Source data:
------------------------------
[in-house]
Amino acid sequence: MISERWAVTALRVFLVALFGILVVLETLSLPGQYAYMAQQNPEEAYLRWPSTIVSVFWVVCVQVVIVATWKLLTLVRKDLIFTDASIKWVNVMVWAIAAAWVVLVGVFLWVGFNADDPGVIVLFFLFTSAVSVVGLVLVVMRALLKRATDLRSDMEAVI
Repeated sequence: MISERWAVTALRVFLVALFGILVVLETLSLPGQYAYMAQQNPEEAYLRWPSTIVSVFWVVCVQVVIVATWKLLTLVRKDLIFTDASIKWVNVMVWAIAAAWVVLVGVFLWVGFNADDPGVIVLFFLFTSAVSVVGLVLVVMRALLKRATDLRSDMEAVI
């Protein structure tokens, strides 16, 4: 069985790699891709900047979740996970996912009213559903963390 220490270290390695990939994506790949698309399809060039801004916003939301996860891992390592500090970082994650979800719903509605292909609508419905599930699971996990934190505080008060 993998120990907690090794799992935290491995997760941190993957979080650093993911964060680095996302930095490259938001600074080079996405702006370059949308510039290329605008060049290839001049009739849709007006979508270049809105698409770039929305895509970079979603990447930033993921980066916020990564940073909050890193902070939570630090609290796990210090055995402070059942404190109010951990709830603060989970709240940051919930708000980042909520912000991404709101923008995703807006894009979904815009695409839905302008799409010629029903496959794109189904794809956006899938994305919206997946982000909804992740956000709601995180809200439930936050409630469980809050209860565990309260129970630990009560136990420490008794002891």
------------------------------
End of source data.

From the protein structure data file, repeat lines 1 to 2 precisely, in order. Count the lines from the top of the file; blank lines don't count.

[in-house]
Amino acid sequence: MISERWAVTALRVFLVALFGILVVLETLSLPGQYAYMAQQNPEEAYLRWPSTIVSVFWVVCVQVVIVATWKLLTLVRKDLIFTDASIKWVNVMVWAIAAAWVVLVGVFLWVGFNADDPGVIVLFFLFTSAVSVVGLVLVVMRALLKRATDLRSDMEAVI